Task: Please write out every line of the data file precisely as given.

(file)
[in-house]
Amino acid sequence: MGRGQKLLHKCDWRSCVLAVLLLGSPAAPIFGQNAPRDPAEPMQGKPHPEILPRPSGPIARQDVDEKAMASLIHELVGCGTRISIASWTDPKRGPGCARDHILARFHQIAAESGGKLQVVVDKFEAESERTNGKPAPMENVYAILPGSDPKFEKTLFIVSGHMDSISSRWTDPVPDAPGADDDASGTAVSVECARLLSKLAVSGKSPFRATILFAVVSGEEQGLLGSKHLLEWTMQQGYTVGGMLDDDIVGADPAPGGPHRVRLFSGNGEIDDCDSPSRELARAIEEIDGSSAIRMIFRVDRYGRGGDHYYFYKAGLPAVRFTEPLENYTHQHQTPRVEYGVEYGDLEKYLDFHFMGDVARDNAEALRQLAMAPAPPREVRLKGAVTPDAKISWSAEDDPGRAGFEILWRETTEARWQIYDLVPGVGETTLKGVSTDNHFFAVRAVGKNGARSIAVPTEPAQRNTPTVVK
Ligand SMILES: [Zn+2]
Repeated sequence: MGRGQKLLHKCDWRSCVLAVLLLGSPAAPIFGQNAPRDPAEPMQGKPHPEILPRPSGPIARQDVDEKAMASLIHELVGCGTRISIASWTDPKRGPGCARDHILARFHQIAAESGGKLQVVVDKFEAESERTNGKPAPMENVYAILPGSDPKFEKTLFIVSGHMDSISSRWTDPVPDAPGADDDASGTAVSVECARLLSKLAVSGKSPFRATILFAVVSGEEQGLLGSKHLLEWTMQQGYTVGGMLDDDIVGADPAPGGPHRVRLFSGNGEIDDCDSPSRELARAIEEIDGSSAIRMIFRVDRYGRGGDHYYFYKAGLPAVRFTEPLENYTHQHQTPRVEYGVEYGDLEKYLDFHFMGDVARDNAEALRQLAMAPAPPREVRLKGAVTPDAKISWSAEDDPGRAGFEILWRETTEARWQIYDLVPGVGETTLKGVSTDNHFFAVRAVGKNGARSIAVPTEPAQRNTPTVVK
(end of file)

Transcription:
[in-house]
Amino acid sequence: MGRGQKLLHKCDWRSCVLAVLLLGSPAAPIFGQNAPRDPAEPMQGKPHPEILPRPSGPIARQDVDEKAMASLIHELVGCGTRISIASWTDPKRGPGCARDHILARFHQIAAESGGKLQVVVDKFEAESERTNGKPAPMENVYAILPGSDPKFEKTLFIVSGHMDSISSRWTDPVPDAPGADDDASGTAVSVECARLLSKLAVSGKSPFRATILFAVVSGEEQGLLGSKHLLEWTMQQGYTVGGMLDDDIVGADPAPGGPHRVRLFSGNGEIDDCDSPSRELARAIEEIDGSSAIRMIFRVDRYGRGGDHYYFYKAGLPAVRFTEPLENYTHQHQTPRVEYGVEYGDLEKYLDFHFMGDVARDNAEALRQLAMAPAPPREVRLKGAVTPDAKISWSAEDDPGRAGFEILWRETTEARWQIYDLVPGVGETTLKGVSTDNHFFAVRAVGKNGARSIAVPTEPAQRNTPTVVK
Ligand SMILES: [Zn+2]
Repeated sequence: MGRGQKLLHKCDWRSCVLAVLLLGSPAAPIFGQNAPRDPAEPMQGKPHPEILPRPSGPIARQDVDEKAMASLIHELVGCGTRISIASWTDPKRGPGCARDHILARFHQIAAESGGKLQVVVDKFEAESERTNGKPAPMENVYAILPGSDPKFEKTLFIVSGHMDSISSRWTDPVPDAPGADDDASGTAVSVECARLLSKLAVSGKSPFRATILFAVVSGEEQGLLGSKHLLEWTMQQGYTVGGMLDDDIVGADPAPGGPHRVRLFSGNGEIDDCDSPSRELARAIEEIDGSSAIRMIFRVDRYGRGGDHYYFYKAGLPAVRFTEPLENYTHQHQTPRVEYGVEYGDLEKYLDFHFMGDVARDNAEALRQLAMAPAPPREVRLKGAVTPDAKISWSAEDDPGRAGFEILWRETTEARWQIYDLVPGVGETTLKGVSTDNHFFAVRAVGKNGARSIAVPTEPAQRNTPTVVK